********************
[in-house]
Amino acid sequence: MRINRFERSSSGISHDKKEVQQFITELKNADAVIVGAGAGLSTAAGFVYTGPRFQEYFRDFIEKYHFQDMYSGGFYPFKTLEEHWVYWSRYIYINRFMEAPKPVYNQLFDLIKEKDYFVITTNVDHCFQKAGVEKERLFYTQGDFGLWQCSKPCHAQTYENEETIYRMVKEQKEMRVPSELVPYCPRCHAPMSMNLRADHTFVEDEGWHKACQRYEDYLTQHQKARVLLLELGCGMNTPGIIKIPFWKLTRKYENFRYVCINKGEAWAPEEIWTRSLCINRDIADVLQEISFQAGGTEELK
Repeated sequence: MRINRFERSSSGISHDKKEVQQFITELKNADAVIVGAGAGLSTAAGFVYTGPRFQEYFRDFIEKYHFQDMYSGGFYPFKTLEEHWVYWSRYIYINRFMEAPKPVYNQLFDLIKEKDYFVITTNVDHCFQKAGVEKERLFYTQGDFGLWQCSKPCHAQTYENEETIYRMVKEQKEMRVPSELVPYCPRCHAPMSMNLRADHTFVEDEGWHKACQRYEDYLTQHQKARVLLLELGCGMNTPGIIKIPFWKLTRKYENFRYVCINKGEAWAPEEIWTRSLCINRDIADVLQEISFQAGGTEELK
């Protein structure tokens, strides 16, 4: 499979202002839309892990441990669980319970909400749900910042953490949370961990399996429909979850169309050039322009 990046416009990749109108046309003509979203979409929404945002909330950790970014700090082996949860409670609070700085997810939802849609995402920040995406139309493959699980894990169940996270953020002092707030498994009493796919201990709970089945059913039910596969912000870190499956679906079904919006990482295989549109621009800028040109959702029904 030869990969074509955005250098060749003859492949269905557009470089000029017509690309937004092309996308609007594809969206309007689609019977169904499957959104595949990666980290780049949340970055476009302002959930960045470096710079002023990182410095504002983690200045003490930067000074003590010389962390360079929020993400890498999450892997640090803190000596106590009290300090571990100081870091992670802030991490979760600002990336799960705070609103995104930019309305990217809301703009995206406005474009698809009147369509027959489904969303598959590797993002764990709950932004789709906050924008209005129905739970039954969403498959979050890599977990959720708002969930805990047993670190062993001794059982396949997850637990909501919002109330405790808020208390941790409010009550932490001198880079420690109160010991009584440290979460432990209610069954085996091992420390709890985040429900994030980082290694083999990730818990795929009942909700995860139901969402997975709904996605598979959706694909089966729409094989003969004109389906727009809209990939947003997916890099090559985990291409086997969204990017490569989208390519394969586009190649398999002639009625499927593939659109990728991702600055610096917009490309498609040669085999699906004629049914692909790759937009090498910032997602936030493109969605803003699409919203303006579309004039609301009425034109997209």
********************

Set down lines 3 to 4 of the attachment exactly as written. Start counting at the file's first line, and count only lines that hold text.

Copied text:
Repeated sequence: MRINRFERSSSGISHDKKEVQQFITELKNADAVIVGAGAGLSTAAGFVYTGPRFQEYFRDFIEKYHFQDMYSGGFYPFKTLEEHWVYWSRYIYINRFMEAPKPVYNQLFDLIKEKDYFVITTNVDHCFQKAGVEKERLFYTQGDFGLWQCSKPCHAQTYENEETIYRMVKEQKEMRVPSELVPYCPRCHAPMSMNLRADHTFVEDEGWHKACQRYEDYLTQHQKARVLLLELGCGMNTPGIIKIPFWKLTRKYENFRYVCINKGEAWAPEEIWTRSLCINRDIADVLQEISFQAGGTEELK
């Protein structure tokens, strides 16, 4: 499979202002839309892990441990669980319970909400749900910042953490949370961990399996429909979850169309050039322009 990046416009990749109108046309003509979203979409929404945002909330950790970014700090082996949860409670609070700085997810939802849609995402920040995406139309493959699980894990169940996270953020002092707030498994009493796919201990709970089945059913039910596969912000870190499956679906079904919006990482295989549109621009800028040109959702029904 030869990969074509955005250098060749003859492949269905557009470089000029017509690309937004092309996308609007594809969206309007689609019977169904499957959104595949990666980290780049949340970055476009302002959930960045470096710079002023990182410095504002983690200045003490930067000074003590010389962390360079929020993400890498999450892997640090803190000596106590009290300090571990100081870091992670802030991490979760600002990336799960705070609103995104930019309305990217809301703009995206406005474009698809009147369509027959489904969303598959590797993002764990709950932004789709906050924008209005129905739970039954969403498959979050890599977990959720708002969930805990047993670190062993001794059982396949997850637990909501919002109330405790808020208390941790409010009550932490001198880079420690109160010991009584440290979460432990209610069954085996091992420390709890985040429900994030980082290694083999990730818990795929009942909700995860139901969402997975709904996605598979959706694909089966729409094989003969004109389906727009809209990939947003997916890099090559985990291409086997969204990017490569989208390519394969586009190649398999002639009625499927593939659109990728991702600055610096917009490309498609040669085999699906004629049914692909790759937009090498910032997602936030493109969605803003699409919203303006579309004039609301009425034109997209």